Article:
Chapters 40–66 are often called the New Testament section
of this book. Its 27 chapters are similar to the 27 books of the New
Testament. It begins by speaking of the ministry of John the Baptist
(chapter 40:3,4) and its emphasis is on Christ and salvation. At the
very heart of this section is chapter 53, which is the greatest Old
Testament prediction of Christ’s death on the cross. Chapters 40–66
emphasize a note of comfort and redemption for God’s people. It was
written to encourage the Jewish remnant that they would be delivered
from Babylonian captivity after their 70 years of exile. It covers
the period after the Babylonian captivity, and Isaiah wrote this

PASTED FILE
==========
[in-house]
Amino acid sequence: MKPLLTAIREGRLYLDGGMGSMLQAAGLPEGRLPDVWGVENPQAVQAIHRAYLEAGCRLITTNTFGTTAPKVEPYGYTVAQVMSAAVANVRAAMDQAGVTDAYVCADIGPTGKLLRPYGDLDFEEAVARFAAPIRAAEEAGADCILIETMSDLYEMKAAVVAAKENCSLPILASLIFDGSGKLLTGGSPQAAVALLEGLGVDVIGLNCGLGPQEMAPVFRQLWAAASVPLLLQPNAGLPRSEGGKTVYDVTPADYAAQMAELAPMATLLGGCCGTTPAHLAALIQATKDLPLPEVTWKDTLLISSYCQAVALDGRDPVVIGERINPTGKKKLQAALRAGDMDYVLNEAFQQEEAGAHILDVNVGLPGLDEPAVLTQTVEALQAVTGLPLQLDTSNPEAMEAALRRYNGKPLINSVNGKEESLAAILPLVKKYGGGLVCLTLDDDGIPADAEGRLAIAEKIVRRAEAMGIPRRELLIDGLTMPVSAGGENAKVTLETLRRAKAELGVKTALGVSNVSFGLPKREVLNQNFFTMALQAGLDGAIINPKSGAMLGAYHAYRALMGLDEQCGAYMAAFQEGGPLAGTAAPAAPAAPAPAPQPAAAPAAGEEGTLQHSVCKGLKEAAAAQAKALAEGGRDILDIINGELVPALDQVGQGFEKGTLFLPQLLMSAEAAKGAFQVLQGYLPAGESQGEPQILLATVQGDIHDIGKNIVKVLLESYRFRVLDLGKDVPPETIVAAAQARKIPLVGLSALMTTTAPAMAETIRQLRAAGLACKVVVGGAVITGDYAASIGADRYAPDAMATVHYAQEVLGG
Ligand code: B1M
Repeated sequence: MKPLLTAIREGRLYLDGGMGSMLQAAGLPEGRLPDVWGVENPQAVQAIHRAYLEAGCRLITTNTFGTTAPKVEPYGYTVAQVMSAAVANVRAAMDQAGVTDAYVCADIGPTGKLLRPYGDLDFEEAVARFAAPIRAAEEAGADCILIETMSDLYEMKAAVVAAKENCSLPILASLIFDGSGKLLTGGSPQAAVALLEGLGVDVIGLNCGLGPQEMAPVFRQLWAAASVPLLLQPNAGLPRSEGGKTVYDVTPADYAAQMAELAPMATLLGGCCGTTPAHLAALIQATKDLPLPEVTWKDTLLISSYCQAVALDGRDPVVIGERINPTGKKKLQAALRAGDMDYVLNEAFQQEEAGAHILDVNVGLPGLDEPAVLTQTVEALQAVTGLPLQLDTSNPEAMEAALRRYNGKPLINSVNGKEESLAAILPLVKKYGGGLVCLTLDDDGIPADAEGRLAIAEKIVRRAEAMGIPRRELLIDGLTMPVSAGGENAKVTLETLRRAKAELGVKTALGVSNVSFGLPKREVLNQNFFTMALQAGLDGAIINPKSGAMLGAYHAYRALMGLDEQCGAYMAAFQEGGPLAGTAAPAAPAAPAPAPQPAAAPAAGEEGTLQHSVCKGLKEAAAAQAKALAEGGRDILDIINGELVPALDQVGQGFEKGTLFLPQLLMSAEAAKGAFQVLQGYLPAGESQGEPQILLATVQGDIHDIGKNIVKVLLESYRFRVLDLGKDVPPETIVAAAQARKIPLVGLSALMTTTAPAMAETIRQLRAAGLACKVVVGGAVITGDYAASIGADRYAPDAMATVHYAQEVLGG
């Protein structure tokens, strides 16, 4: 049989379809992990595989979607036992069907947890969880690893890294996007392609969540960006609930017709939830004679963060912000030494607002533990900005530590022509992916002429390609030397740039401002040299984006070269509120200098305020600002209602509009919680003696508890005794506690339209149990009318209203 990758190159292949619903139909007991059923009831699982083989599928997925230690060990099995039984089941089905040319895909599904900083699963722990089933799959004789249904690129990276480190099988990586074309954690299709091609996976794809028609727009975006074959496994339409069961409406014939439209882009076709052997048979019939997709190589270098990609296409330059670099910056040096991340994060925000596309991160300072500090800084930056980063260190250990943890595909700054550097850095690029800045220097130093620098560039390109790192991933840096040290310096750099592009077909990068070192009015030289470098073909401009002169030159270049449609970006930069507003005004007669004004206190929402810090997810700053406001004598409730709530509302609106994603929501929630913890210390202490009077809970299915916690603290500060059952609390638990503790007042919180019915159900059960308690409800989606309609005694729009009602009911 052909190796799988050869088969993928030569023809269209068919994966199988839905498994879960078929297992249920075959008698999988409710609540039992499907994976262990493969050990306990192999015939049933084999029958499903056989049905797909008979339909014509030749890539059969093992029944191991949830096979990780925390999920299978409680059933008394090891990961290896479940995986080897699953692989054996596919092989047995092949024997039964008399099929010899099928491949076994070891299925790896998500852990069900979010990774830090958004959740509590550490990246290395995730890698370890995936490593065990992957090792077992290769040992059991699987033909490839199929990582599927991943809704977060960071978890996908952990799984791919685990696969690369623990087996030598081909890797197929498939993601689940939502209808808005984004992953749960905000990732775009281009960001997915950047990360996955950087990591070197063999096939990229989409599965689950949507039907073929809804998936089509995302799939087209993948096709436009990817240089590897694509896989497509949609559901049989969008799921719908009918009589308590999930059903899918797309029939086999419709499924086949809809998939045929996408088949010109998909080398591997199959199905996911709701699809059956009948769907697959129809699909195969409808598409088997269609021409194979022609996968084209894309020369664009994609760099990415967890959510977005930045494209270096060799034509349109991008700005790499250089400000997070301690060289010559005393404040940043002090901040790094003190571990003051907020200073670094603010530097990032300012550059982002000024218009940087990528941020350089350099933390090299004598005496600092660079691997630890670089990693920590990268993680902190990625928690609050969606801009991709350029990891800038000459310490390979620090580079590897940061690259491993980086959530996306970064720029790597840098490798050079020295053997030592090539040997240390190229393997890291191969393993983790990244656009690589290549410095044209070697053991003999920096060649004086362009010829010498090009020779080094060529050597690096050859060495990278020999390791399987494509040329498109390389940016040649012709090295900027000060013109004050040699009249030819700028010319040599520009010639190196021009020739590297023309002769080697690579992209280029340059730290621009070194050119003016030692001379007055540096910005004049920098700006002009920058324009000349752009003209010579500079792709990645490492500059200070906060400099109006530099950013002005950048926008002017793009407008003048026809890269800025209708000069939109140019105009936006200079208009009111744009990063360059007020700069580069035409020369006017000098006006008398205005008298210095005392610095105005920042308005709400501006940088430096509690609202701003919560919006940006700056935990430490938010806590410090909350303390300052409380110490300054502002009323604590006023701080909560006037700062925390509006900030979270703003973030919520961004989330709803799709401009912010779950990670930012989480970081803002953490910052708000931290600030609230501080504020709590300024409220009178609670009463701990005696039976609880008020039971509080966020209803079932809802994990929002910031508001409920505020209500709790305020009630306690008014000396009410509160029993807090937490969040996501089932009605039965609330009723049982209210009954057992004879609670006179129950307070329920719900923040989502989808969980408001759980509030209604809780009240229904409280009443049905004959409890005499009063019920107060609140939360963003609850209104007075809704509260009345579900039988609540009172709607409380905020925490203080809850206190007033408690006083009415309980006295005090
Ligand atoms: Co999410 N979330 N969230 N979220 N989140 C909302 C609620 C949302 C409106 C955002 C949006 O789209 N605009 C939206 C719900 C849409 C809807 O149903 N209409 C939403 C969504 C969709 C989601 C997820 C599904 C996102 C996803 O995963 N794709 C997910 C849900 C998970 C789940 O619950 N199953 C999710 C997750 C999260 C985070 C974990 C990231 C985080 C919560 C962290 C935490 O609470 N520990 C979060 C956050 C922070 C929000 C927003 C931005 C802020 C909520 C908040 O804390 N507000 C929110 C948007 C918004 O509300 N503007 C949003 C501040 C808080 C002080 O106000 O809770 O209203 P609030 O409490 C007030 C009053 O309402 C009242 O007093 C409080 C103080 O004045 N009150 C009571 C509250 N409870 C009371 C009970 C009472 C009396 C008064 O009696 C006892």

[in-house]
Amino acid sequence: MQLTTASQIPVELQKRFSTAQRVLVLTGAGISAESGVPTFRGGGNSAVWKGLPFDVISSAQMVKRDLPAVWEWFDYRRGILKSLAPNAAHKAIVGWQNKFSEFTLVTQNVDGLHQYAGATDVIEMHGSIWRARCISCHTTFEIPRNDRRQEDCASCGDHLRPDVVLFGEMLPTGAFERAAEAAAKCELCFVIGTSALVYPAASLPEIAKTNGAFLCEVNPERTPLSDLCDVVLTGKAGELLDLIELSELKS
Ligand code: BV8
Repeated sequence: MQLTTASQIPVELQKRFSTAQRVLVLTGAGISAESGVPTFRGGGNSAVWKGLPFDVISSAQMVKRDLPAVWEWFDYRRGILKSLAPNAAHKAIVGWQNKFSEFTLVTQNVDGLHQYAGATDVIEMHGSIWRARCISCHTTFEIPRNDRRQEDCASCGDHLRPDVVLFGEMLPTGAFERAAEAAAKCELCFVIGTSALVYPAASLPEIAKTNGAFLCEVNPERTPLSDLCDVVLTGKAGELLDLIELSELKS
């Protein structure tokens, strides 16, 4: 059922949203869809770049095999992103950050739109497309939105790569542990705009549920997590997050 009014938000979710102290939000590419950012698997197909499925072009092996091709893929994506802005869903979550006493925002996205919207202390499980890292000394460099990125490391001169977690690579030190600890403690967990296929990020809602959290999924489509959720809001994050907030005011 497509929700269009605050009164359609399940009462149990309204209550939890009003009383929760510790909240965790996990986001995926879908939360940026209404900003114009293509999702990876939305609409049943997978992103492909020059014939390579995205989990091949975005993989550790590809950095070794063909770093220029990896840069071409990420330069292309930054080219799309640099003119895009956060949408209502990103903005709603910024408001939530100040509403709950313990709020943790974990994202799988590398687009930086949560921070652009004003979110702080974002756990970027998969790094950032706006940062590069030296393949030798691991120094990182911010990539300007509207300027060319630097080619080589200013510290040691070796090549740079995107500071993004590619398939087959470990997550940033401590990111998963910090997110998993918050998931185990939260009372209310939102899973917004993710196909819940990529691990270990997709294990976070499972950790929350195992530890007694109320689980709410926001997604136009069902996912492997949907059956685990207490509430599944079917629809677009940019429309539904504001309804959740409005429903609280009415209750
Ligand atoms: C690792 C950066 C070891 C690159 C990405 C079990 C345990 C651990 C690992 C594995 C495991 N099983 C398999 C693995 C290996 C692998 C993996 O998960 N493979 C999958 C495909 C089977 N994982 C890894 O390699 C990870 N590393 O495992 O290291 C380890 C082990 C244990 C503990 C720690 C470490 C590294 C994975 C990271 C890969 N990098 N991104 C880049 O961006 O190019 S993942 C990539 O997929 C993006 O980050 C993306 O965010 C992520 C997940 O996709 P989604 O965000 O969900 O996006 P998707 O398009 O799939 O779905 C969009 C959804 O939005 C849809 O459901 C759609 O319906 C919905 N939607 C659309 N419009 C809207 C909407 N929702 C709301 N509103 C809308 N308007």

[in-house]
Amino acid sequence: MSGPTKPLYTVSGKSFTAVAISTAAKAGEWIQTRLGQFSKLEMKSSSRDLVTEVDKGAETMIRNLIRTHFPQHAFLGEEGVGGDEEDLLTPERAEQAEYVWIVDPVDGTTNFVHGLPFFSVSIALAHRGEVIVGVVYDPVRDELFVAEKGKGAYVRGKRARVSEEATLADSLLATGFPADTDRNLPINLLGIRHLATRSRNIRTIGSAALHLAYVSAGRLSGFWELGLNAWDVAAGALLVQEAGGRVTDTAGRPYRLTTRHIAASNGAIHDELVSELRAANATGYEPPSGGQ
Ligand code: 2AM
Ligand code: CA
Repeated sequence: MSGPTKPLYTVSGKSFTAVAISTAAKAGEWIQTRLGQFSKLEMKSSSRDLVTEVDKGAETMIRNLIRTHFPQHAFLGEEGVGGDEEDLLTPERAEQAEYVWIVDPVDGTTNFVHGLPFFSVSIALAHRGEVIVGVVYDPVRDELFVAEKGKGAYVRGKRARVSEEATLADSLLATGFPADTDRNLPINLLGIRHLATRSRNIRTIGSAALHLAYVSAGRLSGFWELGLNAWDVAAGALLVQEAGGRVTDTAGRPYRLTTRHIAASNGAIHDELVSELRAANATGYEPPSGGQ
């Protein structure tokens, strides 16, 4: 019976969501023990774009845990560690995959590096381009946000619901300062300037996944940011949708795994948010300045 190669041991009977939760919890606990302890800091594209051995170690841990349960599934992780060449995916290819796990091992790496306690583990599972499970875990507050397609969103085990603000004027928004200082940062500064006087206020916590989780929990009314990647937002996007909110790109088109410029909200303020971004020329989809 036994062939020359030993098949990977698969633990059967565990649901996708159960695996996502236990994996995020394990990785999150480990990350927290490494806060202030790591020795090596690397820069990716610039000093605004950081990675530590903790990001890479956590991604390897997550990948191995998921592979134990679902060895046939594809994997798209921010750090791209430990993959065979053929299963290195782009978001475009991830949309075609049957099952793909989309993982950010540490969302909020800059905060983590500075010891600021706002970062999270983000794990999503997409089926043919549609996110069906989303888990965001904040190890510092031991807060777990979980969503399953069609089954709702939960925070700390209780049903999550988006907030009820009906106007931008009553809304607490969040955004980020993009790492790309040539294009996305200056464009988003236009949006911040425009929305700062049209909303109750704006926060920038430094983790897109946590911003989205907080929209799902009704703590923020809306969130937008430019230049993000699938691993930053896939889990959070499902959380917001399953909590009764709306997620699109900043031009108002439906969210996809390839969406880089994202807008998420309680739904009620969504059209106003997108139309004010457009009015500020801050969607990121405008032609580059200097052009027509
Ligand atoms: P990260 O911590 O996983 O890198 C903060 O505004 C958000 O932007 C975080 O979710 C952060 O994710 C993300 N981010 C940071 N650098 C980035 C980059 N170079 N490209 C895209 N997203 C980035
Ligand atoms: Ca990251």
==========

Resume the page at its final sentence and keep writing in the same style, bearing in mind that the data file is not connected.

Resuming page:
amazing prophecy more than 150 years before the remnant would need
it for encouragement.
Chapter 40 contrasts the greatness of God with the
feebleness of man (verses 6-8), and also His greatness is contrasted
with the weakness of idols (verses 18-20).
In chapter 41 we see the greatness of God’s purpose. Jehovah
is not simply the God of the Jews; He is the controller of the
nations. Notice that God used the heathen King Cyrus to conquer
Babylon and enable the Jews to return to their land. God’s ways are
not our ways and are not always understandable to us, but He has a
purpose in everything. We should simply trust Him explicitly to do
His work in His way.
The greatness of God’s pardon is seen in chapter 42. In
verses 1-9 we are introduced to Jesus Christ. We see His first
coming in humility and grace; His second coming in power and
judgment. Of course, between these two events we have the present
age in which we live. God had permitted the Jews to be captured and
exiled to chasten them for their sins, but it would not last
forever. He would come in judgment and destroy Babylon (verses 10-
17), using Cyrus as His toll.